About the Sir Howard Morrison Centre
History of Use
Rotorua Municipal Buildings
The Sir Howard Morrison Performing Arts Centre sits on land gifted by Ngāti Whakaue, in the heart of Rotorua city.
Designed by architect Edmund Anscombe, in Spanish Mission style, the Centre was opened on 26 July 1940. It combined the municipal offices, museum, borough library, concert chamber and picture theatre.
Rotorua Convention Centre
In 1995, the building underwent significant renovation, blending the original Spanish Mission design with contemporary elements. The new design enclosed the central courtyard with expansive curved glass walls creating a large internal foyer and curved banquet room. When viewed from the air it formed the shaped of a grand piano.
The new design enabled the building to be used for conferences, exhibitions and entertainment.
In 2010 a major upgrade to the stage house and backstage changing rooms was completed.
Sir Howard Morrison Performing Arts Centre
In 2007 the Energy Events Centre, a new events and conference facility, opened behind the Museum, and much of the conference business was drawn away to the new venue.
By this stage the Convention Centre was starting to get tired and dated, and usage of the venue had started to decline. The decision was made to re-purpose the building as a performing arts centre, and in September 2014 the venue was renamed the Sir Howard Morrison Performing Arts Centre in honour of one of Rotorua’s performing arts legends.
Sir Howard Leslie Morrison OBE (1939 – 2009)
Rotorua born and bred, Sir Howard Morrison became one of our most beloved New Zealand entertainers, who helped bring Māori culture to mainstream New Zealand.
1956 announced the arrival of ‘The Howard Morrison Quartet’. An entertainment phenomenon that had sold out concerts, hit records, and forged the singing careers for four Māori boys into the annals of New Zealand’s entertainment history.
Morrison’s solo career followed after the Quartet disbanded in 1964 and from that time he went on to achieve many milestones including:
• New Zealand Entertainer of the Year award in 1966
• Asia-Pacific commissions by the NZ government promoting exports and tourism during the years 1968-76
• OBE honours for services to Māori in 1976
• The Royal Variety Performance of Whakaaria Mai in 1982 before Queen Elizabeth II. ‘Whakaaria Mai’ became a number one single, remaining in the New Zealand charts for 19 weeks
• ‘This is your Life’ television show in celebration of his career in September 1989
• Entertainer of the Decade award in 1989
• Knighthood honours for services to entertainment in 1990
• Waikato University’s award of an Honorary Doctorate in 2006.
He championed the ‘Ride for Life’ horse trek throughout the country, raising $1.2 million for the Life Education Trust and he also established two separate tertiary education scholarships – one funded by John and Susan Amos, and the other by Sir Owen Glenn.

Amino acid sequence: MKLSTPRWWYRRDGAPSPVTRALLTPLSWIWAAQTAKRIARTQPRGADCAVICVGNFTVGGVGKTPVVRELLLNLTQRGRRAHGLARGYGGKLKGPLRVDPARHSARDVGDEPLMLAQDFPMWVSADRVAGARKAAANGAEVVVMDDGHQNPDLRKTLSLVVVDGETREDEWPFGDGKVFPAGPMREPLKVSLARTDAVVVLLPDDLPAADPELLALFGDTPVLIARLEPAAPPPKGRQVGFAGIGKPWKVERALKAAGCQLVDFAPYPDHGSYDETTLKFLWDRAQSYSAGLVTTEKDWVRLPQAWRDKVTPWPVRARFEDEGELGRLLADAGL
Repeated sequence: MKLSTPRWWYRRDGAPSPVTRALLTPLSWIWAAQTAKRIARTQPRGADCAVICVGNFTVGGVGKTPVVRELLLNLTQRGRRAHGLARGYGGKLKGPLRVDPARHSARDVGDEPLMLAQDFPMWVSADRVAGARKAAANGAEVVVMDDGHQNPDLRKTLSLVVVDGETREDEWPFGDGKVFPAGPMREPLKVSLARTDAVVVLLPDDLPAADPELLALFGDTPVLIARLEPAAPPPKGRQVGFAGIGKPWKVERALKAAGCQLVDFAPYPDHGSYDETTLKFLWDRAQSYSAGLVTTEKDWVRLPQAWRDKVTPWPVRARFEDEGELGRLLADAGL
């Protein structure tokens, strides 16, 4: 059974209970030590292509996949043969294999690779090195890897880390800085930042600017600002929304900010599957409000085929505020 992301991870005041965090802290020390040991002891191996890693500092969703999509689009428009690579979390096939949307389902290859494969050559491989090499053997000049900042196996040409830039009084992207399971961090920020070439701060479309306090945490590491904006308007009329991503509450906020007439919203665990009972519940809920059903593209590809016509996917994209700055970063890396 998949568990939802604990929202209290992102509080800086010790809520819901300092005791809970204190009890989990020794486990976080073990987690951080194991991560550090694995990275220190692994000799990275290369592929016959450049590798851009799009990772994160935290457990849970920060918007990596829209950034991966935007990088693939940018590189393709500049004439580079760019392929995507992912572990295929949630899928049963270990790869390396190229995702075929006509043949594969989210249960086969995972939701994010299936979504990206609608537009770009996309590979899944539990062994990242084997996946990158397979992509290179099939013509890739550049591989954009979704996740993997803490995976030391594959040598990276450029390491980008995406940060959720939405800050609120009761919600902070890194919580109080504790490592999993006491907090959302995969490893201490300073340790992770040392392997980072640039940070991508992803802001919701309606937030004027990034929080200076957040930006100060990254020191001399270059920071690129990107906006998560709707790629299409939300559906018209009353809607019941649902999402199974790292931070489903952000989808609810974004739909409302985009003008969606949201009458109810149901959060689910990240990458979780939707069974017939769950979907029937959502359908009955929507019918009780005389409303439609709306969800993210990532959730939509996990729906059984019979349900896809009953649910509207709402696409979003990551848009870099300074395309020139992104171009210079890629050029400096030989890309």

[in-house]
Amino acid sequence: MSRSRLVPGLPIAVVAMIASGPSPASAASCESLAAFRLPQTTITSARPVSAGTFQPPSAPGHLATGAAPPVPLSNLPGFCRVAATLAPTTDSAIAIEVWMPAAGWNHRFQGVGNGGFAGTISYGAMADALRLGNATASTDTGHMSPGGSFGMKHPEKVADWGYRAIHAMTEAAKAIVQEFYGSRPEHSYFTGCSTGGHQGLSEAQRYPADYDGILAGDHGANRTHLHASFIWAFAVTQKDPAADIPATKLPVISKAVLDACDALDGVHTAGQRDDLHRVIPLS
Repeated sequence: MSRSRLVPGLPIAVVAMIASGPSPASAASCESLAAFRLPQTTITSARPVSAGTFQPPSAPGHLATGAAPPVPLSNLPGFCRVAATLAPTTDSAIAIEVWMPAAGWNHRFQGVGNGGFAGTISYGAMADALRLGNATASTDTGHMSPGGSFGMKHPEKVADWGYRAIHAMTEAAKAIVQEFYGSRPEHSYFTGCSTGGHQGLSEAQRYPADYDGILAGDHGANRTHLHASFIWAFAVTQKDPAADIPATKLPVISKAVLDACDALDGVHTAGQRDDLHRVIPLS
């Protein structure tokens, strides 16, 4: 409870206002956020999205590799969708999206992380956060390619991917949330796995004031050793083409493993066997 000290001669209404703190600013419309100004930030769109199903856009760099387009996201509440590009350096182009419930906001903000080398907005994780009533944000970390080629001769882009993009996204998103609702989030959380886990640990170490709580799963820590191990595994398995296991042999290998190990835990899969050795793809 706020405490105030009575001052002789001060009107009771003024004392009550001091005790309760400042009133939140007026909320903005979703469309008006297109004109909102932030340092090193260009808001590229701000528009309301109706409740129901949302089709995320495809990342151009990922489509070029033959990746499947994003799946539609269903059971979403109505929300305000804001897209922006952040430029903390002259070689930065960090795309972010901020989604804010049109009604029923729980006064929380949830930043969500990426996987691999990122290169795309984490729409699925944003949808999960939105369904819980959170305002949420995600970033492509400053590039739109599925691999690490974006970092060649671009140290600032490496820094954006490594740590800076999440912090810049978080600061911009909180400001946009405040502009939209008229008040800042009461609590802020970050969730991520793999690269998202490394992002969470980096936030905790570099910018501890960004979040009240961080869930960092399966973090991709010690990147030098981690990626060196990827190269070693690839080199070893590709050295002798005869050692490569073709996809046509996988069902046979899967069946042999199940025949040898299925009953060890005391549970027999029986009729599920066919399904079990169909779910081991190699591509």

Sir Howard Morrison OBE died at home in Rotorua on 24 September 2009, aged 74 and is remembered as a popular entertainer and a charismatic leader who navigated two cultures for the benefit of both.
The Sir Howard Morrison Performing Arts Centre is listed by Heritage New Zealand as a ‘Historic Place Category 1’ structure. The original building was designed and built in the 1930s as a Municipal Office and Theatre for the Rotorua Borough Council. It comprised an administration (north) wing, a Concert Chamber (south) wing, and the Regent Theatre auditorium.
The original structure is plain reinforced concrete beams and columns in the wings, with pumice block cavity walls to the front and back of both wings and to all exterior walls of the north wing. Remaining side walls of the Concert Chamber were constructed of nominally reinforced pumice concrete.
The auditorium structure is made up of a steel frame supporting the circle, with concrete encased columns and bare steel beams. Walls are nominally reinforced pumice concrete, similar to the Concert Chamber. The original ground floor generally comprises lightweight timber joist/bearers on concrete piles, with some areas of concrete. The administration and Concert Chamber wings have laminated timber trusses with timber sarking. The Foyer roof has steel trusses, again with timber sarking. The first floor of the administration wing has concrete slabs on concrete beams.
Changes and Additions
Between original construction and the 1990s, numerous upgrades and additions were made. These included extending the administration block (1950s), enlarging the stage area (1970s), adding a Concert Chamber egress (1970s), and adding a reinforced concrete block plant room (1980s). A public toilet block was also added during this period to the south of the Concert Chamber and has since been converted to a storage room.
The most significant additions to the building occurred in the 1990s. A curved Banquet Room was added to the north wing, and a curved glass entry was added to the existing Foyer, wrapping around the Concert Chamber. Both these new structures have concrete floors with steel frames supporting the lightweight roof and heavily glazed exterior.
A kitchen and plant area, added to the north east of the building, is of fairly robust construction, with doubly reinforced concrete walls and concrete floors.
The Fly Tower was extended in 2009, with lightweight cladding and steel bracing.